CIVICUS believes that there is an urgent need to identify and track systematically enabling and disenabling trends in the contested environment for civil society. It has therefore proposed that a Civil Society Enabling Environment Index (EE Index) be designed.
For CIVICUS, designing the EE Index is a natural step forward from two strands of its work over recent years. One is the Civil Society Index (CSI), a participatory action-research project implemented with national partner organisations across the globe. The other is Civil Society Watch (CSW), a fact-finding, awareness-raising and advocacy project which has the goal of protecting the space for civil society to operate freely and optimally.
The findings from these projects made us see a necessity for a new tool in the form of the EE Index. For CIVICUS, the process of developing such an index, as well as the tool itself, is important for reasons described below. Therefore, this introductory paper makes an invitation for more stakeholders to join the dialogue.
CIVICUS would like to produce the EE Index as a regular global assessment of the key external dimensions affecting civil society with a view to identifying enabling and constraining factors, highlighting global trends and their implications, and foreseeing likely scenarios that potentially impact on the effectiveness of civil society.
Below are set out a few key premises for the EE Index. The draft Index will be made available on the CIVICUS website, as part of this consultation process.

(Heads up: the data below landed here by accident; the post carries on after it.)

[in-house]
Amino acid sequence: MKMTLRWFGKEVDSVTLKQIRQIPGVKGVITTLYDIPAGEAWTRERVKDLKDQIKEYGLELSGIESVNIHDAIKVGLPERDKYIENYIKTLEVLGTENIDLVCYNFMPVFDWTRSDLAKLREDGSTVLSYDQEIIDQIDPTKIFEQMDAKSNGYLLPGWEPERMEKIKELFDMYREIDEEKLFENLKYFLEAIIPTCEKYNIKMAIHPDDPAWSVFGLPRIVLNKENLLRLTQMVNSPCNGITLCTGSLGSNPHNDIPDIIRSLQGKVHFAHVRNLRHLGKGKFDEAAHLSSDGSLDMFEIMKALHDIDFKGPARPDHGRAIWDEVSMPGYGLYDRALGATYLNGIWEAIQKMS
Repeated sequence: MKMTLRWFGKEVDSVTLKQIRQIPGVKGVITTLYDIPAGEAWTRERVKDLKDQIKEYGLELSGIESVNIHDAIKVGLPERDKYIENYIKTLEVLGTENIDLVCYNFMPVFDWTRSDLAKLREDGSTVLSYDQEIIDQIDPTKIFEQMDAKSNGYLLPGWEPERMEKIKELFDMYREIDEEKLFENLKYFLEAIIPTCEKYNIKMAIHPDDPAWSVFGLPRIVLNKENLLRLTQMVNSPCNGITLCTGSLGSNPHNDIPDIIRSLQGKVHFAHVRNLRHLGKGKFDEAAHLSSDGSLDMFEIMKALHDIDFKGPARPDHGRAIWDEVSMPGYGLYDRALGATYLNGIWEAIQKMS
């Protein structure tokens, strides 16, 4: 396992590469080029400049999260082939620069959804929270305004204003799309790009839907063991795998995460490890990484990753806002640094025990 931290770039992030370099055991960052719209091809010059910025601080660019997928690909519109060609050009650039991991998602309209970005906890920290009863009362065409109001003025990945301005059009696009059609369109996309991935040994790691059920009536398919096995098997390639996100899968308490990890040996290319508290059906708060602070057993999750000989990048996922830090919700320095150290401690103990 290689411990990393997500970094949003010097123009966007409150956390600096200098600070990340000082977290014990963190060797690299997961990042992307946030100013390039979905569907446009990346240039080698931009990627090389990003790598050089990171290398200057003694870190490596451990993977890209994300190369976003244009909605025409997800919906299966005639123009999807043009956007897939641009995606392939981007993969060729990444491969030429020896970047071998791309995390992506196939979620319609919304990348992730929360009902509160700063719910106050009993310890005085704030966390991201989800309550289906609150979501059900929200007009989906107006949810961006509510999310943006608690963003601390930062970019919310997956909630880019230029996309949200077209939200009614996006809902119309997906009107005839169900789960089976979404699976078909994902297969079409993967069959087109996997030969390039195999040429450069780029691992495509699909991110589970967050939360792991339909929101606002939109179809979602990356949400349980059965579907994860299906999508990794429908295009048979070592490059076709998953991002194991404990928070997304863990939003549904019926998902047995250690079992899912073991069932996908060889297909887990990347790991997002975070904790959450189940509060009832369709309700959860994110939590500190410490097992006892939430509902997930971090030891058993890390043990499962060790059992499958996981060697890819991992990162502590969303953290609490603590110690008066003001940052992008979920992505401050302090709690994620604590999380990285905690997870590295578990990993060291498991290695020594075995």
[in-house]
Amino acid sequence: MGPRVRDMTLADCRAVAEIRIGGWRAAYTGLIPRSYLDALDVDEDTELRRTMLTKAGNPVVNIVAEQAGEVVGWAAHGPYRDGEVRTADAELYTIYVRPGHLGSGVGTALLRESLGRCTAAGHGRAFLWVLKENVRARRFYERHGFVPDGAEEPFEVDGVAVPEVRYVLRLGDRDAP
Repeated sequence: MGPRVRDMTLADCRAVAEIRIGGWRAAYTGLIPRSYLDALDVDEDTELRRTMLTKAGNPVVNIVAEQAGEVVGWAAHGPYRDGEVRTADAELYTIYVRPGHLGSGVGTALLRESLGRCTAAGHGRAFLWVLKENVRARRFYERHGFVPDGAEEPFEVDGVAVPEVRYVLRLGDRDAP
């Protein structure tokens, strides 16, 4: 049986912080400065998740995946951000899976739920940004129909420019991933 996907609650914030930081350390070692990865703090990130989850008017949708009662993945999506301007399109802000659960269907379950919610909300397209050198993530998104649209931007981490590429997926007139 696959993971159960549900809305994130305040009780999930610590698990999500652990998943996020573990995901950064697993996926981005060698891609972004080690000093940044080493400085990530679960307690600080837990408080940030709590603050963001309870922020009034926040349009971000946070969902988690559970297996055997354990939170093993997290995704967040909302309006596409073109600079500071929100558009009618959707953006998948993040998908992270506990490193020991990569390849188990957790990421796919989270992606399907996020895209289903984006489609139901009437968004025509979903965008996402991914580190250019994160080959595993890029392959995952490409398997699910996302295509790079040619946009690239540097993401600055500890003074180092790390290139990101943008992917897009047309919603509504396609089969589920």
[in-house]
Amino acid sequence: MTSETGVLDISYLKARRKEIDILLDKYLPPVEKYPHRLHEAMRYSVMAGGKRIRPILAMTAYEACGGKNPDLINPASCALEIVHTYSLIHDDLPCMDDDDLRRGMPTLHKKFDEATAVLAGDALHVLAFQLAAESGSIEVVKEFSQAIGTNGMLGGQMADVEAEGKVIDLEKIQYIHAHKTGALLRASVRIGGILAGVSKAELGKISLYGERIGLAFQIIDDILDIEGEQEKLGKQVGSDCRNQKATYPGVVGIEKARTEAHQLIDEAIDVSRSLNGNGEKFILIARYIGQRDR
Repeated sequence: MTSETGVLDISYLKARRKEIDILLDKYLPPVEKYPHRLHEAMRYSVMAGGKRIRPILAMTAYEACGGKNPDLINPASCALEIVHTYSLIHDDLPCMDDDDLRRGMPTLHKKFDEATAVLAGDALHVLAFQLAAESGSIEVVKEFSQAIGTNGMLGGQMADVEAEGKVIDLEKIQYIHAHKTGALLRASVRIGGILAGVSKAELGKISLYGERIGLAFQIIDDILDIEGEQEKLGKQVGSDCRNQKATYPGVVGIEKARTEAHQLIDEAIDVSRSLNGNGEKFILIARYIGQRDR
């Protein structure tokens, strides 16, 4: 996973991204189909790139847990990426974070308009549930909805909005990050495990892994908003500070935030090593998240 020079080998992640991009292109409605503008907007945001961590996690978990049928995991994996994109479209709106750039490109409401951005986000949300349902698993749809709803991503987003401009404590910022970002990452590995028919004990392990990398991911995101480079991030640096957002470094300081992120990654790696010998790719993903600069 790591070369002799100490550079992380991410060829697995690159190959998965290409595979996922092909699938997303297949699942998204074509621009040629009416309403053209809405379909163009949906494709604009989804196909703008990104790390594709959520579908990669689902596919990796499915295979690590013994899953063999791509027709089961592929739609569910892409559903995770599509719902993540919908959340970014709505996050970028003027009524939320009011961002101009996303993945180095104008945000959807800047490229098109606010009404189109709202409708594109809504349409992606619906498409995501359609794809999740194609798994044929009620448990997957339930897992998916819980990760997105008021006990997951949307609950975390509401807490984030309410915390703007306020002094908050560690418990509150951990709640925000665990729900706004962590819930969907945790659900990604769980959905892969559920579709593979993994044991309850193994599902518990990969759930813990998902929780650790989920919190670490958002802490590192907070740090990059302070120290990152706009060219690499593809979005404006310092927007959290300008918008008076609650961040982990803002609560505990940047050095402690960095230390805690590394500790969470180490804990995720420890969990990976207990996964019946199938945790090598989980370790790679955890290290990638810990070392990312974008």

- There is an acute need for producing reliable, robust and regular evidence on the state of civil society globally.In 2011, CIVICUS published Bridging the Gaps: Citizens, Organisations and Disassociation, which was based on the Civil Society Index findings from 2008 to 2011. This publication called attention to a growing disconnect between organised forms of civil society and active citizenry who are not directly associated with civil society organisations (CSOs), and served as a key source for the subsequent State of Civil Society report. CIVICUS highlighted in its inaugural State of Civil Society report, published 2012, that civil society organisations and citizen activists worldwide operate in “extremely dynamic and volatile circumstances.” The report described various “complex, rapidly changing factors” affecting civil society. It captured multi-faceted crises civil society is facing, and characterised them as a disenabling environment for civil society. For CIVICUS, the report was an important milestone that consolidated its day-to-day work in generating data and knowledge on the conditions for civil society.CIVICUS and a few other organisations that take seriously increasing threats to civil society space have, including through Civil Society Watch, vigorously been alerting the international community about the issue of volatile conditions for civil society in recent years. In a synopsis report published in late 2010, CIVICUS offered evidence of threats to civil society space in more than 75 countries. These included legal restrictions on civil society’s ability to exist and operate freely, policy and other measures to restrict civil society participation in governance processes, and other manifestations of threats such as physical attacks, harassments, imprisonment and assassinations of civil society activists, as well as crackdowns on protests and demonstrations. In our view, the situation has not improved, and if anything it has deteriorated in the last few years, as documented in last year’s State of Civil Society report and this current edition.